Lexical Variations

First  and foremost, every individual in the world has a unique repertory of words. The type of vocabulary society uses could bring groups of people together, or separate them from other groups (Green, 2002). In particular, the varieties on the lexicon cause disagreement between scholars and the people who speak the variations because it is not part of the mainstream language. In the United States, African American Vernacular English (AAVE) is a controversial topic that many citizens in the country consider as an uncivilized way of speaking (Pullum & Geoffrey, 1999).  According to Rickford, “one of the many fascinating features of black vocabulary is how sharply it can divide blacks and whites” (as cited in Pullum & Geoffrey, 1999, p.14). Back in 1996, a school from the district of Oakland, San Francisco was the trigger of one of the most significant changes in African American culture. Academics from the Californian school truly disagreed with the irregularities of language that were produced by the black community. Therefore, those who spoke the African American “slangs” would be disciplined or they were going to be out of school (Pullum & Geoffrey, 1999). Fortunately, a black academic encountered the problem proposing the term of Ebonics as a variety of English language (Saville-Troike, 2009). In short, many linguists refer to Ebonics as African American Vernacular English (Pullum & Geoffrey, 1999).

Furthermore, a major mistake people make is to label African American lexicon as a type of slang. On the contrary, the words that seem to be unusual are words that come from African roots (Green, 2002). For example, the word “jive” comes from the East coast of Africa meaning a kind of dance that black people used to perform (Green, 2002). Nowadays, the word means a group of people having a pleasant conversation. Thus, it does not mean that “jive” is a made up word that tries to corrupt the English language, but it is a word that has a historical background.  Another misconception of AAVE is that it is considered a dialect or sublanguage, due to the fact that it has a series of lexical, phonological and syntactic mistakes; nonetheless, it is a language because it has all the linguistics levels.[1] (Saville-Troike, 2009). In fact, there is not such a difference between a dialect and a language since both have rule-based structures (Pullum & Geoffrey, 1999).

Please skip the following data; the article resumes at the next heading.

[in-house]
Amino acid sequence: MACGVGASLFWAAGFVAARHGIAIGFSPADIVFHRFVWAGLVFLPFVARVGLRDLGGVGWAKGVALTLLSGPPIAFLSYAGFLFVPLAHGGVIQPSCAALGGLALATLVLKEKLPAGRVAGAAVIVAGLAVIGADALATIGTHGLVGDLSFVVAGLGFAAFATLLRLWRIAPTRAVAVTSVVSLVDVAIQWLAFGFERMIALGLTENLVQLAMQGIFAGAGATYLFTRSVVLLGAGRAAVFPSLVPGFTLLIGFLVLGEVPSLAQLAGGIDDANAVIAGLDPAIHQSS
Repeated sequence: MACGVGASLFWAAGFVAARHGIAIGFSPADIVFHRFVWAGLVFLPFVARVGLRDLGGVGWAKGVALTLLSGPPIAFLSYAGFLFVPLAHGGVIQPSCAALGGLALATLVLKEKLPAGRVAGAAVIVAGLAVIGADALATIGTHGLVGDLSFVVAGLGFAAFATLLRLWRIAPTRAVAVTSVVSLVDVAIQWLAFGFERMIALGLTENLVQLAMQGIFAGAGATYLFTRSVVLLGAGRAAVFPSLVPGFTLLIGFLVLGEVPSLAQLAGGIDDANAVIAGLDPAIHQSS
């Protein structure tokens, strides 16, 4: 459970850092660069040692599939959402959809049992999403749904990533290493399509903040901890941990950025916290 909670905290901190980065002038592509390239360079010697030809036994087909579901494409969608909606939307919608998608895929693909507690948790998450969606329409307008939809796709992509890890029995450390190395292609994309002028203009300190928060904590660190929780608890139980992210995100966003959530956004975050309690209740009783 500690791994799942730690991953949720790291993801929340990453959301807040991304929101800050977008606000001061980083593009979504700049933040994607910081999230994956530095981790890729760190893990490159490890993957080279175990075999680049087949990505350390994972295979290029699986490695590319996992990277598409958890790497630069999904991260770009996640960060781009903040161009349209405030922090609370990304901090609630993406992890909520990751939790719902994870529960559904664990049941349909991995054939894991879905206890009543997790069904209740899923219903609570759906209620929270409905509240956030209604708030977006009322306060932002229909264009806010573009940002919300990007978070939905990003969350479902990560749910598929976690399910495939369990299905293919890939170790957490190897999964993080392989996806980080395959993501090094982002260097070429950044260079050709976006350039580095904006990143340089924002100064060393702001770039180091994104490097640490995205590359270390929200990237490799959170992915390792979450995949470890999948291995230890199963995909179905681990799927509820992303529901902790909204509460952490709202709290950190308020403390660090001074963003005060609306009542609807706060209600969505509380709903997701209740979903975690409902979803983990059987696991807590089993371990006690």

Finally, there are three types of variations on AAVE lexicon. The first classification is southern rural variations during slavery; for example, the word “reckon” refers to “think” (Shan, 2008). Second, black musicians from the 1900-1960 who contributed with the word “kitchen” which is defined as the hair at the nape of the neck (Green, 2002), and finally rap and hip-hop came out with “crib” referring to a house (Clutter. C, 1999 Yorkville). Furthermore, lexicon variations are used by people of different ages, genders, and social classes. Nevertheless, when it comes to African American lexicon, it is said that there is an infinite number of words that represent one. For example, the word “man” can be given different names such as “balla[2],” “scrub,[3]” and “dawg[4]” (Shan, 2008). Indeed, despite all the controversy generated by the scholars or so-called language experts, AAVE is a variation of the English language as well as British and Australian variations (Saville-Troike, 2009).

[1] Linguistic Levels: morphology, lexicon, phonology, syntax, and discourse (Saville-Troike, 2009).

[2] It refers to a man who has acquired money and material possessions.

[3] It refers to a male who is not self-sufficient.

[4] It refers to a male who mistreats females.

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